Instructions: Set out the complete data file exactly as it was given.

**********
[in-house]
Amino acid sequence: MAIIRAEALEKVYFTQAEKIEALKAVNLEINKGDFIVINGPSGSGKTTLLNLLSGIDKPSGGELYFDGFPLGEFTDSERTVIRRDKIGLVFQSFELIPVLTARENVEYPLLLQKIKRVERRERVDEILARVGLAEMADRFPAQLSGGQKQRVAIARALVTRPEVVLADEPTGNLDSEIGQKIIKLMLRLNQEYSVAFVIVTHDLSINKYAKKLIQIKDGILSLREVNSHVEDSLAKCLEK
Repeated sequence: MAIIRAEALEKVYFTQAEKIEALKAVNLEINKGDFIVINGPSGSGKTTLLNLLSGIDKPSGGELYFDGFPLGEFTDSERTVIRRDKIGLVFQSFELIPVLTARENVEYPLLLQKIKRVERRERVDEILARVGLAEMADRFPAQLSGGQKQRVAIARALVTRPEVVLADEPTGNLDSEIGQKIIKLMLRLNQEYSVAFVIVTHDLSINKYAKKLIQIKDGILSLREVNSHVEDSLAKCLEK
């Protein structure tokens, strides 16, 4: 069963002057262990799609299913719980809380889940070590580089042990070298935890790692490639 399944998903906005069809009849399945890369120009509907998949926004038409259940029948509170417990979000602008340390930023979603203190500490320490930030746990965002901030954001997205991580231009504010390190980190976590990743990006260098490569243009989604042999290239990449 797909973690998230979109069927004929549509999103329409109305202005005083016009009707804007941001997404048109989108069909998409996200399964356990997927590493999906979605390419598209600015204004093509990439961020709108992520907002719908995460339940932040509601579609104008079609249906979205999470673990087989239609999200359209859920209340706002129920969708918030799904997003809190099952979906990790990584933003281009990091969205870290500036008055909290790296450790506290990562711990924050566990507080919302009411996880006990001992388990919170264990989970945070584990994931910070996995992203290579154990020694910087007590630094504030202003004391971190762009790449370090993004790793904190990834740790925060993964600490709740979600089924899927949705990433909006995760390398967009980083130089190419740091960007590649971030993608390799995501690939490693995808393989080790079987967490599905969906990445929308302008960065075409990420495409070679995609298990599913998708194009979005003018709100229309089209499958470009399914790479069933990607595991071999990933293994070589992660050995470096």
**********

[in-house]
Amino acid sequence: MAIIRAEALEKVYFTQAEKIEALKAVNLEINKGDFIVINGPSGSGKTTLLNLLSGIDKPSGGELYFDGFPLGEFTDSERTVIRRDKIGLVFQSFELIPVLTARENVEYPLLLQKIKRVERRERVDEILARVGLAEMADRFPAQLSGGQKQRVAIARALVTRPEVVLADEPTGNLDSEIGQKIIKLMLRLNQEYSVAFVIVTHDLSINKYAKKLIQIKDGILSLREVNSHVEDSLAKCLEK
Repeated sequence: MAIIRAEALEKVYFTQAEKIEALKAVNLEINKGDFIVINGPSGSGKTTLLNLLSGIDKPSGGELYFDGFPLGEFTDSERTVIRRDKIGLVFQSFELIPVLTARENVEYPLLLQKIKRVERRERVDEILARVGLAEMADRFPAQLSGGQKQRVAIARALVTRPEVVLADEPTGNLDSEIGQKIIKLMLRLNQEYSVAFVIVTHDLSINKYAKKLIQIKDGILSLREVNSHVEDSLAKCLEK
């Protein structure tokens, strides 16, 4: 069963002057262990799609299913719980809380889940070590580089042990070298935890790692490639 399944998903906005069809009849399945890369120009509907998949926004038409259940029948509170417990979000602008340390930023979603203190500490320490930030746990965002901030954001997205991580231009504010390190980190976590990743990006260098490569243009989604042999290239990449 797909973690998230979109069927004929549509999103329409109305202005005083016009009707804007941001997404048109989108069909998409996200399964356990997927590493999906979605390419598209600015204004093509990439961020709108992520907002719908995460339940932040509601579609104008079609249906979205999470673990087989239609999200359209859920209340706002129920969708918030799904997003809190099952979906990790990584933003281009990091969205870290500036008055909290790296450790506290990562711990924050566990507080919302009411996880006990001992388990919170264990989970945070584990994931910070996995992203290579154990020694910087007590630094504030202003004391971190762009790449370090993004790793904190990834740790925060993964600490709740979600089924899927949705990433909006995760390398967009980083130089190419740091960007590649971030993608390799995501690939490693995808393989080790079987967490599905969906990445929308302008960065075409990420495409070679995609298990599913998708194009979005003018709100229309089209499958470009399914790479069933990607595991071999990933293994070589992660050995470096």